By Michael E. Miller
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Four teenagers are gathered around a table in the north Miami-Dade studio of WAXY-AM (720). Each perches before a fuzzy black microphone as the music of Big Pun fades from overhead speakers. An illuminated "ON AIR" sign announces that a broadcast is under way.
"Welcome to Teen Live Wire," host Adrian Baschuk says as the microphones crackle to life, "a radio show for teens by teens hosted and produced by teens. Tonight's topic is teen stripping. The money is good, you can meet people, and the working hours are ideal, so what's so bad about stripping? Hear directly from teens who have worked in the clubs as they tell of their experiences."
Eighteen-year-old Baschuk introduces his panel, which includes cohost Travis Roig and two young women who plan to argue the pros and cons of the profession. Two exotic dancers, one of both genders, wait on telephone lines. When prompted by Baschuk, the female stripper details her entry into the adult entertainment field. "My boyfriend encouraged me to do it," she begins. "He says I have a nice body, that he likes it, so I started dancing. It's just like a job. I've liked to dance all my life. When I go onstage at the club, it's just like being onstage performing for school."
At this comment, Roig's eyes widen. "Kinda," deadpans the eighteen-year-old, who ads humor and a sense of street smarts to the mix.
In the control room, executive producer Joe Keener, the staff geezer at age 33, breaks into laughter. Gliding around on a wheeled office chair, he types questions Baschuk and Roig can read on a monitor in the studio. He takes up a phone to tell the girl to stop mumbling. The male stripper, who surprises the hosts by defining himself not only as a stripper but as a "pagan bisexual stripper," also reveals an unfortunate proclivity to swear. At each profane word Keener lunges across an instrument panel to pound the "dump" button, which will prevent the slur from reaching the ears of listeners. If there are any.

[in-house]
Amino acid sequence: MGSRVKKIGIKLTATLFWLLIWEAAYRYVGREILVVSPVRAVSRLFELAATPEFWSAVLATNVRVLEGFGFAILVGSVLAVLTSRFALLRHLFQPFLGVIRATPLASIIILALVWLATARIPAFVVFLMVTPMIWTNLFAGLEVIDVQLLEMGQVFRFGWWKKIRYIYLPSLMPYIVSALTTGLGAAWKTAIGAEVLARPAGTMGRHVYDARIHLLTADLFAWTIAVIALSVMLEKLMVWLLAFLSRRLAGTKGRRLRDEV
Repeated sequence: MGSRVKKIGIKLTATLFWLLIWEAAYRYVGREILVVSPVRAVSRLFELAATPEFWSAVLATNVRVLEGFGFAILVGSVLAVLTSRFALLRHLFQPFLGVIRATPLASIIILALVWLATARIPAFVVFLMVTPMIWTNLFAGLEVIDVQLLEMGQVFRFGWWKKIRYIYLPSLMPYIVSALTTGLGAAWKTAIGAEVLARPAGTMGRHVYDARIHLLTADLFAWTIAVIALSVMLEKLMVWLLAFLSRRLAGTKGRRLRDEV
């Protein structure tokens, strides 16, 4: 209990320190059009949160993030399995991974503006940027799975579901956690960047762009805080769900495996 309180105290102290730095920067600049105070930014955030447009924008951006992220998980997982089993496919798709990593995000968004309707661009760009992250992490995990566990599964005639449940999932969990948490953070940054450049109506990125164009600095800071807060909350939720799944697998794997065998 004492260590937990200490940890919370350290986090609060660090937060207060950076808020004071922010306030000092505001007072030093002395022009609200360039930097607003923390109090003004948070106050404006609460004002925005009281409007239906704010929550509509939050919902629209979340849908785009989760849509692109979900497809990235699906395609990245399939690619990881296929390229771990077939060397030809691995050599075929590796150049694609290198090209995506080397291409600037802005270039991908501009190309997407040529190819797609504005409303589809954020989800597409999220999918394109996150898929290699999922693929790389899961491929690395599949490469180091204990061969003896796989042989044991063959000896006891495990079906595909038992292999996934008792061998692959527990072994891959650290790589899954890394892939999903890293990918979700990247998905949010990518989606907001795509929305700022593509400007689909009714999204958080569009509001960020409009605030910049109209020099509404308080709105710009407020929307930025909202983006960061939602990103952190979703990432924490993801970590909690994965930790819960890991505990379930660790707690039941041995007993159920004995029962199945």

Despite laudatory articles in the Miami Herald and the Fort Lauderdale Sun-Sentinel, and puff pieces on several television stations, listenership remains low. There is no sure way to gauge the audience on a "brokered" station like WAXY, where producers purchase airtime for their programs and then try to sell ads. But even on a night with a subject as juicy as teen stripping, Keener receives just two calls.
How then does Teen Live Wire stay on the air? The answer to that question is no doubt the most curious aspect of the three-year-old project. In short, the show is the personal obsession of a 51-year-old German immigrant named Maria Staub, the show's sole sponsor. She claims to have spent $400,000 of her own money just to keep it going.
Four hundred thousand dollars.
"My brother-in-law thinks I'm crazy for spending all this money," Staub allows. "In certain things, you know, like starting something or doing a business or taking chances, he doesn't know what it takes."
Staub is taking chances, all right. After years as a successful restaurateur (she is best known as the proprietor, along with her husband Werner, of North Miami's La Paloma restaurant), she now works full-time on the show. She approves the discussion topics, screens the questions that will be asked, selects the rotating troupe of hosts, and monitors their performances. She also pays thousands of dollars for airtime, which WAXY officials sell for a flat rate.
Staub has trouble explaining her decision to turn away from a successful restaurant business and pursue radio, a field in which she had no prior experience. The best answer she can provide is printed in her bio, which is available in the radio show's media kit: "Maria's love for her children helped to foster the desire to somehow work on a community level with teens."
But Staub's mission is even more perplexing when you consider her history as a mother: Because of her hectic schedule at La Paloma, she chose not to raise her two daughters, now teenagers; they were reared by Staub's sister-in-law. In fact, her quixotic decision to pursue radio has threatened to ruin her marriage and has strained relations with the rest of her family.
If any of this seems the least bit ironic to an observer, the irony is lost on Staub. She is single-minded about her show. "I think it takes perseverance and a lot of sacrifices to get where you want to go," she says, her voice soft but steely. "I've made a lot of sacrifices already. I haven't been on a vacation in years. I've had arguments with my husband because I'm still paying thousands of dollars every month [for the show]. So it has cut into my private life very much and into my family life. We had our arguments over how much longer I want do to this. And how we really can't afford this any more, it's not right. And I told him that I know it's not right, but it is going to come. It's going to happen."